Developing Skills, Mastery through Lifelong Learning

Published Date: 08 April 2016 12:00 AM

News Press Releases

1. In the Committee of Supply Debate 2016, the Ministry of Education unveiled new SkillsFuture initiatives and enhancements that will enable Singaporeans to develop deep skills and gain mastery through a culture of lifelong learning.

Improvements to the SkillsFuture Earn and Learn Programmes (ELPs)

2. Graduates enrolled in the ELPs will build on the skills and knowledge they acquired in school while working and earning an income, to equip them with industry-relevant skills and better support their learning and deepening of skills. To date, almost 150 polytechnic and ITE graduates have been placed in more than 50 companies through the ELPs. A total of 15 ELPs in 12 sectors were launched in 2015.

3. More opportunities will be provided to Polytechnic and Institute of Technical Education (ITE) graduates through the Earn and Learn Programmes to deepen their skills and industry-based knowledge.

4. First, a new ELP pathway for ITE graduates will be established, which will allow trainees to work towards a part-time polytechnic diploma. The new pathway will allow ITE graduates to train at a higher level and employers will prepare trainees to take on higher-level job roles within the company. There will be two new ELPs that will lead to a part-time diploma in the Air Transport Sector. Under these ELPs, ITE graduates have the flexibility to take modules relevant to their immediate jobs first and complete the rest later. This will allow them to upgrade their skills at their own pace.

5. Second, another 20 new ELPs will be introduced in 2016, covering 10 additional sectors – Accountancy, Air Transport, Electronics, Energy and Chemicals, Facilities Management, Healthcare, Hotel, Maritime, Spatial Design, and Visual Communication. This brings the total number of ELPs to 37, covering 22 sectors. The full list of ELP sectors available from 2016 is in Annex A.

6. We expect to place about 400 polytechnic and ITE graduates across all the ELPs available in 2016, which is about 2.5 times the number placed in 2015.

7. For the ELPs rolled out in 2015, we have also finalised the articulation arrangements for polytechnic graduates who have completed their ELPs and are keen to pursue degree programmes for two of the ELPs:

  1. Graduates from Republic Polytechnic’s ELP leading to a Specialist Diploma in Supply Chain Management will be able to progress to UniSIM’s Bachelor of Science in Logistics and Supply Chain Management, with credit exemption.
  2. Graduates from Singapore Polytechnic’s ELP leading to an Advanced Diploma in Applied Food Science will be able to progress to SIT’s Bachelor of Food Technology with Honours, with the exemption of the 28-week work portion of the Integrated Work Study Programme.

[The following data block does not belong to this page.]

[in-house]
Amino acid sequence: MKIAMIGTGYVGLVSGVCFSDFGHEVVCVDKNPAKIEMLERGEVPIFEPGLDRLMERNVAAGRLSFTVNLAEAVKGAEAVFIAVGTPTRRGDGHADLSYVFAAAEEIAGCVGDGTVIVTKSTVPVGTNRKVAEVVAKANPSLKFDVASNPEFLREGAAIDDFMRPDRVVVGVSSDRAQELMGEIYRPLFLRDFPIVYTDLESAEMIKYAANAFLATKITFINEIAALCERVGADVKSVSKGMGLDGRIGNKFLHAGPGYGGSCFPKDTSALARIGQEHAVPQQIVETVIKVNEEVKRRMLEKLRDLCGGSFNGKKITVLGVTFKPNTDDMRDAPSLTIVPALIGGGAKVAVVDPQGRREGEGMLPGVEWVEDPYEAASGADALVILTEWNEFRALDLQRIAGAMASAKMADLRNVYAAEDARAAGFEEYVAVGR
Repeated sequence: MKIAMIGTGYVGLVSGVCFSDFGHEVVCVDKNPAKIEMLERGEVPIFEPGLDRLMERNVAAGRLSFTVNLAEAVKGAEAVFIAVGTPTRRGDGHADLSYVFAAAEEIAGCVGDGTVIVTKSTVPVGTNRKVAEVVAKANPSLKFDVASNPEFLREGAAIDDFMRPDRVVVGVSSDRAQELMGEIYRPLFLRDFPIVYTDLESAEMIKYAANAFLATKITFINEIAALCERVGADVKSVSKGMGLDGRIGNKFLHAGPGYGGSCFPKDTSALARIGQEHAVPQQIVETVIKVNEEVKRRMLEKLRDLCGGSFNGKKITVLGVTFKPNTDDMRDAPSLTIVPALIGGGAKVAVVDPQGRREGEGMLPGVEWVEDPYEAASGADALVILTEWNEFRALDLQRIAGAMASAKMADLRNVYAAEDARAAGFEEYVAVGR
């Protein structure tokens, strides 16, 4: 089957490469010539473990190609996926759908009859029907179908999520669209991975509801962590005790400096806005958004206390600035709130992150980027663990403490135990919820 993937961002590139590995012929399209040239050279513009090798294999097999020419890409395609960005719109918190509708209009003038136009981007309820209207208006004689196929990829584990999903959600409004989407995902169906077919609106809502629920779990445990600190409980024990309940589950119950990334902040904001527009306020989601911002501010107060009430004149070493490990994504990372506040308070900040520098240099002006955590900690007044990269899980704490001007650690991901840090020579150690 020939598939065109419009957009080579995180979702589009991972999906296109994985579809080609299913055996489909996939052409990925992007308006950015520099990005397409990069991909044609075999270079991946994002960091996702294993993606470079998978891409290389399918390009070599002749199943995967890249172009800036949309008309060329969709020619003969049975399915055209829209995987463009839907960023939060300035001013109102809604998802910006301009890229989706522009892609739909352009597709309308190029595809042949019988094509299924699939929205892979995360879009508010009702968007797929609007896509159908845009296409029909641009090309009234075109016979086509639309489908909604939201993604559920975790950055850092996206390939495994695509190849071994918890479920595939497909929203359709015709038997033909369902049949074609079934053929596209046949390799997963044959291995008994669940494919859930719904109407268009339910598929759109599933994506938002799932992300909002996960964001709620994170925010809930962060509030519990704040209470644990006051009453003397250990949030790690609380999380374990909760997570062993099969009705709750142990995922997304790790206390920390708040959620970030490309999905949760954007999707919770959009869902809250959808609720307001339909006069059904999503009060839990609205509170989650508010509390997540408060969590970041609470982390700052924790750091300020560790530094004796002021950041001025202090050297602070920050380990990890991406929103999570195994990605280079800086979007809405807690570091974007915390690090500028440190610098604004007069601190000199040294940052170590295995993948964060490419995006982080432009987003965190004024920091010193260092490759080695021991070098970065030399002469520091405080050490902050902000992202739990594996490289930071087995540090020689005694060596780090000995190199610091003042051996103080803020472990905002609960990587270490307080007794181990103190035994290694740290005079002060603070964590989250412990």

Appointment of New Sector Coordinators to strengthen collaboration between Institutes of Higher Learning (IHLs) and industry

8. 10 new sector coordinators have been appointed in Air Transport, Design, Electronics, Energy & Chemicals, Environmental Management, Human Resource, Landscape, Precision Engineering, Sports & Wellness, and Tourism. (See Annex B.) This will bring the total number of sector coordinators up to 27, from the 17 appointed in 2015.

9. Sector coordinators help to strengthen industry linkages to raise the capabilities of our polytechnics and ITE and enhance students’ work readiness. They achieve this in various ways, such as through partnering with industry to enhance internships, and identifying and developing new industry-relevant programmes. They also facilitate the spread of best practices across the institutions, and serve as a single point-of-contact for employers, to coordinate sector outreach and engagement across the polytechnics and ITE, particularly for new projects and collaborations. 

Dedicated Lifelong Learning Units in the Autonomous Universities

10. All five Autonomous Universities (AUs) will establish new Lifelong Learning Units in 2016. These Lifelong Learning Units will have a dedicated focus on lifelong learning and cater to adult learners. They will provide industry-relevant courses, including shorter, bite-sized certificate programmes, and make skills upgrading more accessible through customising the mode of delivery. This will better cater to the needs of working mid-career individuals.

11. Admissions to courses will take into account the individual’s prior learning and work experience. Some courses will stack toward specialised certificates, such as NTU’s Specialist Modular Certificate programmes in Power and Clean Energy, Electrical Power Systems and Manufacturing Engineering which will come under NTU’s College of Professional and Continuing Education (PaCE). NUS’ School of Continuing and Lifelong Education (SCALE) will launch new undergraduate-level certificate courses which consist of modules from their part-time Bachelor of Technology degree programmes in 2016. SMU’s Academy for Continuing Education (ACE), SUTD Academy of Technology and Design (SATD) and SIT’s SITLEARN will also offer modular courses some of which are stackable to certificates in their respective niche areas starting in 2017.

12. In addition, the lifelong learning units will make fuller use of technology to help students balance work and upskilling. For example, over the next five years, NTU’s PaCE aims to transform up to 1,500 courses so that they can be solely delivered online or through a mix of online and face-to-face instruction.

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